When in a cell 101, a mobile radio station, preferably a handset 102, communicates with the network via a fixed radio station, called a base station (not shown), located in cell 101. Each base station communicates by means of a bi-directional radio link with the mobile radio stations in the corresponding cell. For clarity's sake, FIG. 1 shows only two handsets next to service area 103-4, it being understood, as known in the art, that there may be thousands of mobile stations which may travel freely from any cell 101 to another and between and among service areas 103-1 to 103-4.
In the cellular radio system shown as an example in FIG. 1, each service area 103 has its own VLR-msc 104. Merely for purposes of illustration, four service areas are provided in FIG. 1, each of which comprises a respective VLR-msc 104. For each VLR-msc 104, one or more base station controllers BSC (not shown) are provided, controlling several base stations. Each base station controller controls the base stations of a number of adjacent cells 101.
The cellular radio network must know the cell 101 in which the mobile radio station is located in order to be able to route calls to it. The process by which the cell location of mobile stations is made known to the cellular system is referred to as registration. Some cellular systems also use registration of mobile stations as a means to, for example, page the mobile stations for reasons other than routing calls or to balance the load between the access channel and the paging channel. Without any type of registration, mobile stations would need to be paged over the entire cellular system, resulting in the transmission of a number of pages per call delivery equal to the number of base stations in the system. Registering a mobile station every time it moves to the coverage area of a new base station thus substantially reduces the number of pages per call delivery.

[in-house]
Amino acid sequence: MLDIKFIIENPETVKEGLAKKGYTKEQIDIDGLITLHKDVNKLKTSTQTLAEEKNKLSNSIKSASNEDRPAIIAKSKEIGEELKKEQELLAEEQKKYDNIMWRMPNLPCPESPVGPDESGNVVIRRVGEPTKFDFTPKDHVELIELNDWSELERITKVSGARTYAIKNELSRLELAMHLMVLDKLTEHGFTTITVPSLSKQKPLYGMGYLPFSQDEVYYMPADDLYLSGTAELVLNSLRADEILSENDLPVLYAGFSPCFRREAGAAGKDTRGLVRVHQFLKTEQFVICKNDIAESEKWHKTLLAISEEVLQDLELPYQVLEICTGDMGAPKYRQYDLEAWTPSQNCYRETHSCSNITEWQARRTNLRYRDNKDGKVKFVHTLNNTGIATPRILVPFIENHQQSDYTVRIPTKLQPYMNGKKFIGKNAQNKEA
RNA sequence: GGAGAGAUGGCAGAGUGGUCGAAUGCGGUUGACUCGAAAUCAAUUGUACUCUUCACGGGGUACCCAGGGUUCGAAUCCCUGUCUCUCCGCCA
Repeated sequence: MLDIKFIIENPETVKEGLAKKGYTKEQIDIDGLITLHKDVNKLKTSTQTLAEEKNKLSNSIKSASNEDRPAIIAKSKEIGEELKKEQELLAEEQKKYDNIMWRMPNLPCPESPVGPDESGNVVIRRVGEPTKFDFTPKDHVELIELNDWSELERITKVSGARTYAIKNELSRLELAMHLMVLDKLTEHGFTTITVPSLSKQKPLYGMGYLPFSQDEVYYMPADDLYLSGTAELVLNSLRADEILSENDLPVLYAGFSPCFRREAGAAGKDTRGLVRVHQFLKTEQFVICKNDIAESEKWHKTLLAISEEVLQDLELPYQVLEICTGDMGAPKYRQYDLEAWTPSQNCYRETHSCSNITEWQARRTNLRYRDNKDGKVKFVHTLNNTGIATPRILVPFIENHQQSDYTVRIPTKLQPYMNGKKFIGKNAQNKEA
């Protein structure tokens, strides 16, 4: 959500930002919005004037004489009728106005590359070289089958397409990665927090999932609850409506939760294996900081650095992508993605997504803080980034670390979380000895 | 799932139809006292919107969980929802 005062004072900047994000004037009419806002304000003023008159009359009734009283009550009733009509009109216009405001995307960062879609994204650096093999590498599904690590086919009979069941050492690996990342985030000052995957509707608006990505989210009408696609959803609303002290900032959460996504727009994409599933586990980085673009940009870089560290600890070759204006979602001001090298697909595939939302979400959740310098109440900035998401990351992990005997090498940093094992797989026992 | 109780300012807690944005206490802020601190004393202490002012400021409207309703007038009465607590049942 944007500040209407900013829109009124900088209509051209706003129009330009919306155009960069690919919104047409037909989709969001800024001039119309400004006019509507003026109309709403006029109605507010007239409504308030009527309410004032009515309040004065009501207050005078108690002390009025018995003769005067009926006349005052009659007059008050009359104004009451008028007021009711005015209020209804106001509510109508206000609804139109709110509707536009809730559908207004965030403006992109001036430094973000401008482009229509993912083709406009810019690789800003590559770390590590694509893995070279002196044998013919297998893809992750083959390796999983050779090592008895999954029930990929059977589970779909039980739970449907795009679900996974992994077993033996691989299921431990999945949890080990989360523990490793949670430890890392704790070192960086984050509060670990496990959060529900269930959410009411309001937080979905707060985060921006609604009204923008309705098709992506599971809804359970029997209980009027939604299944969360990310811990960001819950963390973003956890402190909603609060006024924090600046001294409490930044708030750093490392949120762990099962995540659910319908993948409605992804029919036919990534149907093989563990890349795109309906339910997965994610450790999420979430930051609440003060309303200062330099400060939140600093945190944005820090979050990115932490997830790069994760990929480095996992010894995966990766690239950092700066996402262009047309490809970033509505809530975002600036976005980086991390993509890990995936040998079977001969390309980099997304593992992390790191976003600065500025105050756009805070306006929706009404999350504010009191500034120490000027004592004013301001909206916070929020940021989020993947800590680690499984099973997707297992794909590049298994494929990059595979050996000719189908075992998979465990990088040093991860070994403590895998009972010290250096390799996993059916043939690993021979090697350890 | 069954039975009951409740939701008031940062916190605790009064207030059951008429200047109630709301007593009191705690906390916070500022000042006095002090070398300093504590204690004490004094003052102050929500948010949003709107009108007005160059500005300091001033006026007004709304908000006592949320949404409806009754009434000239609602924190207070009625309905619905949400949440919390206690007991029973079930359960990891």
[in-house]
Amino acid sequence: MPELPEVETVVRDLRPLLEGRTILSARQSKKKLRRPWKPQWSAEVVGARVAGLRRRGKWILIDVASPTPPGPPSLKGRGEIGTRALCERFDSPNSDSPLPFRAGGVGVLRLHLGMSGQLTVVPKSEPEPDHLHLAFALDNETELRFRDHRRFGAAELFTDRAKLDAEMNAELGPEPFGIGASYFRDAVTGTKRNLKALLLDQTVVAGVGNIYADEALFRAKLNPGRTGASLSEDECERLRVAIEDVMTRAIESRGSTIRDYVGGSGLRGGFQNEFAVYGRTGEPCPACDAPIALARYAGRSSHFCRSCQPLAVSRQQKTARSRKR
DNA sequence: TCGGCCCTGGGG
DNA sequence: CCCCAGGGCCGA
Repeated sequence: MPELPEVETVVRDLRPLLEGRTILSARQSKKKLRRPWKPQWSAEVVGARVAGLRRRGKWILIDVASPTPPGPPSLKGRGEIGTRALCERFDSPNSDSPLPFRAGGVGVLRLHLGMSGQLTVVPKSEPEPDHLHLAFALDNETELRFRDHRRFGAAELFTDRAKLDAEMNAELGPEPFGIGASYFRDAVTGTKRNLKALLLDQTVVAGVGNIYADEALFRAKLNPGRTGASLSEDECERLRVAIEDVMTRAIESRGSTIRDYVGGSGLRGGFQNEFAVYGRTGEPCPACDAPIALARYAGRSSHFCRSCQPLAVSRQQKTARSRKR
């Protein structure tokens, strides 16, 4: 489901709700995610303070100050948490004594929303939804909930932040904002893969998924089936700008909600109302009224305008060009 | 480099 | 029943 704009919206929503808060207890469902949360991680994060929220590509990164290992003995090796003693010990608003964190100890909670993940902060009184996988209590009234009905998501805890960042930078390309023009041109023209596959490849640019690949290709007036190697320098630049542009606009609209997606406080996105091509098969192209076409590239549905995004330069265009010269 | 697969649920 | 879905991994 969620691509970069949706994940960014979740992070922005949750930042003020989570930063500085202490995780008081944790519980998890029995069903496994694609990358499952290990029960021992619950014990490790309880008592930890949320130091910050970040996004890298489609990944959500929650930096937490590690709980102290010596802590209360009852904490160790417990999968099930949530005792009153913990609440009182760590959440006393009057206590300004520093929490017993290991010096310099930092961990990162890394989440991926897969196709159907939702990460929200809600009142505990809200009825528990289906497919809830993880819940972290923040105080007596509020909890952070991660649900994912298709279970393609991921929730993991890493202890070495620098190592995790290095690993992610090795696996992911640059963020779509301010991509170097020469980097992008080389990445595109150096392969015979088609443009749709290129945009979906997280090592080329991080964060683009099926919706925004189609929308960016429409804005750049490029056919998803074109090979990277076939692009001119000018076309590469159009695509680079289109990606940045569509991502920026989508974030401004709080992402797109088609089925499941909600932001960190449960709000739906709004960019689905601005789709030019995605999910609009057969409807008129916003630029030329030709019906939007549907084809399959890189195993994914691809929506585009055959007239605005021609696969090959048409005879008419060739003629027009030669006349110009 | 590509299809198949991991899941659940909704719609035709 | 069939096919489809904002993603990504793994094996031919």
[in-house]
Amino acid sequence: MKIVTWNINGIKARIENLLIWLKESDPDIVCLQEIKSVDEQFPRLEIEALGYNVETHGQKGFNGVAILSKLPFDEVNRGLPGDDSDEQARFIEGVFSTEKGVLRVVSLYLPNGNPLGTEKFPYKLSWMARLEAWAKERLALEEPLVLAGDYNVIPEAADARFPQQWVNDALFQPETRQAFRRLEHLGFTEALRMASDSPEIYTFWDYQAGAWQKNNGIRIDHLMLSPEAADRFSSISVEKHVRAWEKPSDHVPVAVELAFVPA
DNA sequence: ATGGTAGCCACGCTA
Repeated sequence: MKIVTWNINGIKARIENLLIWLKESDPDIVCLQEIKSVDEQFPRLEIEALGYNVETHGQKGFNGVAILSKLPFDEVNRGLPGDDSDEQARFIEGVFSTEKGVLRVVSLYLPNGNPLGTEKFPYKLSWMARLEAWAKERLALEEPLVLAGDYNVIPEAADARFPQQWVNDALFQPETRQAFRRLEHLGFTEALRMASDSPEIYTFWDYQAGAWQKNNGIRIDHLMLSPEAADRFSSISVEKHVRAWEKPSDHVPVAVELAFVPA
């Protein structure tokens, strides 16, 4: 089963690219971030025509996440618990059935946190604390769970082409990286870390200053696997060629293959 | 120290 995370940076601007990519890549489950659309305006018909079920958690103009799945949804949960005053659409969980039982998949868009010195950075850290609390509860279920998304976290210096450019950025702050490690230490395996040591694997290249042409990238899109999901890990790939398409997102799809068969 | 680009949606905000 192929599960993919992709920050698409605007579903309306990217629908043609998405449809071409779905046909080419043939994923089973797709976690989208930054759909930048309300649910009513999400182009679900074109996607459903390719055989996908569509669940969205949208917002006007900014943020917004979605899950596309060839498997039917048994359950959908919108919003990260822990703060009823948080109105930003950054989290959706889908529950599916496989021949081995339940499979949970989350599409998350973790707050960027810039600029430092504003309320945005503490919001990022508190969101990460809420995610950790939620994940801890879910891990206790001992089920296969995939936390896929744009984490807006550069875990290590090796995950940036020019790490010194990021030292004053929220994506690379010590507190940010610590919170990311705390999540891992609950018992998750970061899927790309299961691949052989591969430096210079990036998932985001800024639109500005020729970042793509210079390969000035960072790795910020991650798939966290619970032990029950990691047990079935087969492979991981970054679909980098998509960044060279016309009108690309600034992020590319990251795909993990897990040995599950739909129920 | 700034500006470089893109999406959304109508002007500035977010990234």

The exact details of the registration method used in a cellular system is determined as a function of various parameters such as the cellular system size, the expected mobility of mobile stations within the system, and call delivery statistics or predictions. Since cellular systems can vary substantially with respect to these parameters, the specifications for CDMA and GSM systems allow for multiple different registration procedures. The different registration procedures can be independently enabled or disabled to allow any subset of registration methods to be tailored to optimize the use of a cellular system.